The Securities and Exchange Commission voted unanimously yesterday to propose a new rule to foster more transparency and competition in the credit-rating industry, but some commissioners expressed frustration that they lack the authority to oversee the powerful business without congressional action.
The SEC agreed to float what would be the first definition of a nationally recognized credit-rating company 30 years after the federal agency created the designation, "Nationally Recognized Statistical Rating Organization," or NRSRO. Investors have come to view the designation as the U.S. government's stamp of approval, and it is used by institutional investors to decide which bonds to buy and sell.
Under the SEC's proposed rule, a nationally recognized credit rater would be required to issue publicly available credit ratings that are generally accepted in the marketplace and are considered credible, reliable and up to date. The designation may also apply to credit raters that have a limited scope, assessing bonds in a particular geographical area or industry, such as insurance. And credit raters would be required to manage conflicts of interest, prevent the misuse of confidential information and have the financial resources to handle such issues.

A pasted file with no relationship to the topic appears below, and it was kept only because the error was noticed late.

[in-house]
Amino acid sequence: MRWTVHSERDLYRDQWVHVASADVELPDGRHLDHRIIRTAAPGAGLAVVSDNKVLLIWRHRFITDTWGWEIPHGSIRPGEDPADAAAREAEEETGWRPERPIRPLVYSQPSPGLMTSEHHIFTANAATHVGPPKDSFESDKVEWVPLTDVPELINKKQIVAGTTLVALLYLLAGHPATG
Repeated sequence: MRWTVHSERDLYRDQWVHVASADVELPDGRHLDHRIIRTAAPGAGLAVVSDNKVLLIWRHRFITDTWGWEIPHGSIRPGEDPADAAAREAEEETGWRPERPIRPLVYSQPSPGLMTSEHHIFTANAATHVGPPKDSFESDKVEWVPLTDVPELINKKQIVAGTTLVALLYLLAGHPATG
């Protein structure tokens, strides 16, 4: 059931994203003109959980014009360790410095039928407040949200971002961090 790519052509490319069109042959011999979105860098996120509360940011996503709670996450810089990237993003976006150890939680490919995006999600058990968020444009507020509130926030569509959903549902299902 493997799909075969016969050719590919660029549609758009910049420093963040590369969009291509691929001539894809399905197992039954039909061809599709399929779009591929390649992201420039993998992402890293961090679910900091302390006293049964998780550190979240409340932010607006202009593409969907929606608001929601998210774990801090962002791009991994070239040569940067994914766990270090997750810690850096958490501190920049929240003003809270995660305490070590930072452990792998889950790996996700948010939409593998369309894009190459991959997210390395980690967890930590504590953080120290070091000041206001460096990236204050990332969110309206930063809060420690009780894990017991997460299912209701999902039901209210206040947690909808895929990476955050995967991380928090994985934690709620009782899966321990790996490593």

The SEC staff yesterday also bestowed the national status on A.M. Best Co., a major rater of insurance companies. Four others have the designation: Moody's Investors Service, Standard & Poor's, Fitch Ratings and Dominion Bond Rating Service Ltd.
Annette L. Nazareth, the SEC's director of market regulation, said the proposal does not give the SEC authority to oversee the credit raters; its legal counsel said the regulator lacked such explicit statutory power.
Critics of the credit-rating companies, including the Association for Financial Professionals, called for congressional intervention. Moody's spokeswoman Frances G. Laserson said her firm hasn't seen the proposal but welcomed "healthy competition in the marketplace," including A.M. Best's national designation.
Commissioner Cynthia A. Glassman called it a "very modest proposal" that "does little to change the status quo." She also was concerned that the SEC staff did not address unsolicited ratings issued by credit raters, which some borrowers say are used to pressure them to pay fees to the ratings company. Nazareth said the SEC staff also was concerned about unsolicited ratings but considered that area beyond its authority.
After airing the proposed rule for public comment, the SEC is expected to take a final vote in the coming months. Meanwhile, SEC Chairman William H. Donaldson, who was noncommittal during the hearing, is set to testify about credit raters and the state of the securities industry at a Senate Banking Committee hearing Wednesday.